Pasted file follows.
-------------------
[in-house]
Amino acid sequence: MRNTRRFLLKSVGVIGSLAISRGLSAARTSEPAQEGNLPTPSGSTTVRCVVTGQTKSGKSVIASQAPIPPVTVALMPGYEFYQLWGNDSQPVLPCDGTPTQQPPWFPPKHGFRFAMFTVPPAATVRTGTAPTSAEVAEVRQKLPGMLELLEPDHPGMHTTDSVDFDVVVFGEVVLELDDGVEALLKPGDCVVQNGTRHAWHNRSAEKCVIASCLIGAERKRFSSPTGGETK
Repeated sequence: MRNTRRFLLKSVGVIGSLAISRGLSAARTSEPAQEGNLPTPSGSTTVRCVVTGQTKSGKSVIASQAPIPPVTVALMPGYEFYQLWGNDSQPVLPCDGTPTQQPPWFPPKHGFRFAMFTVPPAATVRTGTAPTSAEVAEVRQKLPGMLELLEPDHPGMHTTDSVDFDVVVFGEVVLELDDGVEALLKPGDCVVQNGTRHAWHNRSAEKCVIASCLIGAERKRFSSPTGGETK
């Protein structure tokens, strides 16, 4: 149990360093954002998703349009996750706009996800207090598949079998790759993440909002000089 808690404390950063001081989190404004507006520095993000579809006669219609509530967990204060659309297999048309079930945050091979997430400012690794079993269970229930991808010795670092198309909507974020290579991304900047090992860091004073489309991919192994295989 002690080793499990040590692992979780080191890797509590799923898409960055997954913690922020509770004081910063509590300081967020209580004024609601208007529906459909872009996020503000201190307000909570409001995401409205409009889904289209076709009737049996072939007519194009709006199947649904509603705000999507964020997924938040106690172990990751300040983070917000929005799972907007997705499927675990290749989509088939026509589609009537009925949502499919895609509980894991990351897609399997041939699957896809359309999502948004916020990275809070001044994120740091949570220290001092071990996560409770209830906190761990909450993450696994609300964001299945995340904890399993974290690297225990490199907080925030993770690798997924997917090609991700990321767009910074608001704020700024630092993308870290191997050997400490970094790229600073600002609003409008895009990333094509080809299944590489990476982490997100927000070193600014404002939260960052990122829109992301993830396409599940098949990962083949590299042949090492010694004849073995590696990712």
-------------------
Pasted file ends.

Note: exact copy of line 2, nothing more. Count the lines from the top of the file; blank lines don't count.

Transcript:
Amino acid sequence: MRNTRRFLLKSVGVIGSLAISRGLSAARTSEPAQEGNLPTPSGSTTVRCVVTGQTKSGKSVIASQAPIPPVTVALMPGYEFYQLWGNDSQPVLPCDGTPTQQPPWFPPKHGFRFAMFTVPPAATVRTGTAPTSAEVAEVRQKLPGMLELLEPDHPGMHTTDSVDFDVVVFGEVVLELDDGVEALLKPGDCVVQNGTRHAWHNRSAEKCVIASCLIGAERKRFSSPTGGETK